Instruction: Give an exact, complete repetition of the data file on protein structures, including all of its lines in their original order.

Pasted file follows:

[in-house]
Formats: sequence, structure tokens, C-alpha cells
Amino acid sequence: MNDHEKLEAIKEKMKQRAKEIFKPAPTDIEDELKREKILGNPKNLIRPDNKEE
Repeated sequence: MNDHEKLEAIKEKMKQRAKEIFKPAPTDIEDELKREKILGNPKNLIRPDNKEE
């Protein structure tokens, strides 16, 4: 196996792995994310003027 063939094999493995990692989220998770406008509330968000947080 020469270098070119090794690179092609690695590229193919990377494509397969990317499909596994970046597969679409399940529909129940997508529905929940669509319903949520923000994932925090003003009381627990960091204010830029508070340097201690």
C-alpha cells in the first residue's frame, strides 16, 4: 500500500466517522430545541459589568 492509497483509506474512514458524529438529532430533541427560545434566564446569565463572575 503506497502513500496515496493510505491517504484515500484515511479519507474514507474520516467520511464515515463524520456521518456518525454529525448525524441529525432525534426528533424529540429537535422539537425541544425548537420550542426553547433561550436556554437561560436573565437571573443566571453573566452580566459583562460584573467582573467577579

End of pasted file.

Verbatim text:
[in-house]
Formats: sequence, structure tokens, C-alpha cells
Amino acid sequence: MNDHEKLEAIKEKMKQRAKEIFKPAPTDIEDELKREKILGNPKNLIRPDNKEE
Repeated sequence: MNDHEKLEAIKEKMKQRAKEIFKPAPTDIEDELKREKILGNPKNLIRPDNKEE
């Protein structure tokens, strides 16, 4: 196996792995994310003027 063939094999493995990692989220998770406008509330968000947080 020469270098070119090794690179092609690695590229193919990377494509397969990317499909596994970046597969679409399940529909129940997508529905929940669509319903949520923000994932925090003003009381627990960091204010830029508070340097201690």
C-alpha cells in the first residue's frame, strides 16, 4: 500500500466517522430545541459589568 492509497483509506474512514458524529438529532430533541427560545434566564446569565463572575 503506497502513500496515496493510505491517504484515500484515511479519507474514507474520516467520511464515515463524520456521518456518525454529525448525524441529525432525534426528533424529540429537535422539537425541544425548537420550542426553547433561550436556554437561560436573565437571573443566571453573566452580566459583562460584573467582573467577579